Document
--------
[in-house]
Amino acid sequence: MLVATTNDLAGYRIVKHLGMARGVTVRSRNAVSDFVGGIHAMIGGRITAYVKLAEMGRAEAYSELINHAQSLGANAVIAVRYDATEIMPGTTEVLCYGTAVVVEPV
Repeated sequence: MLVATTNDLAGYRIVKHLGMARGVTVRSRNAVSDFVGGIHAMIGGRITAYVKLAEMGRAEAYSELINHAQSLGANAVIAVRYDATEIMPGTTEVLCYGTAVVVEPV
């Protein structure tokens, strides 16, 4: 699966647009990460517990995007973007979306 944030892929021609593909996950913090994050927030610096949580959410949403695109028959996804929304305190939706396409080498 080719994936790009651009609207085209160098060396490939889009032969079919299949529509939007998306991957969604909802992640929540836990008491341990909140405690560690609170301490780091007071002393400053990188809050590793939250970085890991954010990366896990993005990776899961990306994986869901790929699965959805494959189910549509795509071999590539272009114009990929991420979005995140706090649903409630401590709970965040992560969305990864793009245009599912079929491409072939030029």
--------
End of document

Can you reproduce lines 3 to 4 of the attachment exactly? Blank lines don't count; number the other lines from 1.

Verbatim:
Repeated sequence: MLVATTNDLAGYRIVKHLGMARGVTVRSRNAVSDFVGGIHAMIGGRITAYVKLAEMGRAEAYSELINHAQSLGANAVIAVRYDATEIMPGTTEVLCYGTAVVVEPV
């Protein structure tokens, strides 16, 4: 699966647009990460517990995007973007979306 944030892929021609593909996950913090994050927030610096949580959410949403695109028959996804929304305190939706396409080498 080719994936790009651009609207085209160098060396490939889009032969079919299949529509939007998306991957969604909802992640929540836990008491341990909140405690560690609170301490780091007071002393400053990188809050590793939250970085890991954010990366896990993005990776899961990306994986869901790929699965959805494959189910549509795509071999590539272009114009990929991420979005995140706090649903409630401590709970965040992560969305990864793009245009599912079929491409072939030029």